Lying With Age
Shireen Zulparquear discusses why we lie and how the amount we lie changes with age.
From questionable student accounts of a homework-devouring dog to the complex ribbons of mistruths weaved through infamous political campaigns, lying is a component of human speech that appears everywhere in society.
Research suggests that as humans age from infants to adults, their propensity to lie and capacity to do so well increases enormously.
Research suggests that as humans age from infants to adults, their propensity to lie and capacity to do so well increases enormously. This may be due to the development of the brain’s prefrontal cortex, allowing individuals to recognise situations where an advantage may be gained through fibbing and to conjure up a convincing story.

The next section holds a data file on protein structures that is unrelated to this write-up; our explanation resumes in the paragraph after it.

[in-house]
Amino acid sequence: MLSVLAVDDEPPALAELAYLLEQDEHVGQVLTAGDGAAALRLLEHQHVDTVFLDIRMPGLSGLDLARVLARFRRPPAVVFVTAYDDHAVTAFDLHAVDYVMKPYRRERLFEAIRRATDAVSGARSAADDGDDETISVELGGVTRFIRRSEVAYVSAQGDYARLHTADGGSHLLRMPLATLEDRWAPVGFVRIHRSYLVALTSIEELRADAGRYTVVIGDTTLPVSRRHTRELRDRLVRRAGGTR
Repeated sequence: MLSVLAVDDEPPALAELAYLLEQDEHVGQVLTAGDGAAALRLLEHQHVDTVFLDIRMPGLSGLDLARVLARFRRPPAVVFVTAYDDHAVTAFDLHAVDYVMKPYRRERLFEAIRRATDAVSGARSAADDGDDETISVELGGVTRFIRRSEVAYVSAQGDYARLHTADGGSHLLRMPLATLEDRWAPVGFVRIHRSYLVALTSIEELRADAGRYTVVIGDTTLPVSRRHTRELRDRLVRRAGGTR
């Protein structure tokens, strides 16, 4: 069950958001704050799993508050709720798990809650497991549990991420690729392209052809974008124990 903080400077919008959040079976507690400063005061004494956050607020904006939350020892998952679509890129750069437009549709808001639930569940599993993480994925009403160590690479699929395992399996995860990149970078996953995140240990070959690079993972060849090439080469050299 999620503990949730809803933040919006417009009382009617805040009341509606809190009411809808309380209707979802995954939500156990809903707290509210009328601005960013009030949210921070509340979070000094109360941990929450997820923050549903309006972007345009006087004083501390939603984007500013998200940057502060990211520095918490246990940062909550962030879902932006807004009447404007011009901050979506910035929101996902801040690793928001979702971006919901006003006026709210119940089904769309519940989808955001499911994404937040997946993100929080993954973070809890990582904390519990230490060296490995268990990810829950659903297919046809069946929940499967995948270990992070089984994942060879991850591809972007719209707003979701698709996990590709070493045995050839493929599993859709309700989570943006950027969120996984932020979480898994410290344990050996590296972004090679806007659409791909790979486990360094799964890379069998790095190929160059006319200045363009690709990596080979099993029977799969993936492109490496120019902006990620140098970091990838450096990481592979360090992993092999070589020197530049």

However, studies also imply that this tendency and ability to lie decreases in the later stages of adulthood. This may be the result of increased social status and stability gained with age, which reduces the desire to lie in order to impress or entertain. It may also be a simple case of ‘with age comes experience’, where the consequences one has endured from having lies discovered at a younger age discourages lying later in life.